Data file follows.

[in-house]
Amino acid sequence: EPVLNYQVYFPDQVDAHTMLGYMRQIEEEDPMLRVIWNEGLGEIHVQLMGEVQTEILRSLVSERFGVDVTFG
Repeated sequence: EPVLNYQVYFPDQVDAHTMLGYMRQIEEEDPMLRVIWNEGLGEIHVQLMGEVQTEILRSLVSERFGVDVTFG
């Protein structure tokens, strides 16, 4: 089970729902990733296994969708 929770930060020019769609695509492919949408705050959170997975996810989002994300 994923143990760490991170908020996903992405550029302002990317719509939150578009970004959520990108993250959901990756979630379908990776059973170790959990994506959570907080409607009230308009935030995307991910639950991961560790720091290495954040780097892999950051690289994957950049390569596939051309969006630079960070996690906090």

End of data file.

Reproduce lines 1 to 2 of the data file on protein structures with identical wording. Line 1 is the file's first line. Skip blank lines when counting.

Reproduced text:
[in-house]
Amino acid sequence: EPVLNYQVYFPDQVDAHTMLGYMRQIEEEDPMLRVIWNEGLGEIHVQLMGEVQTEILRSLVSERFGVDVTFG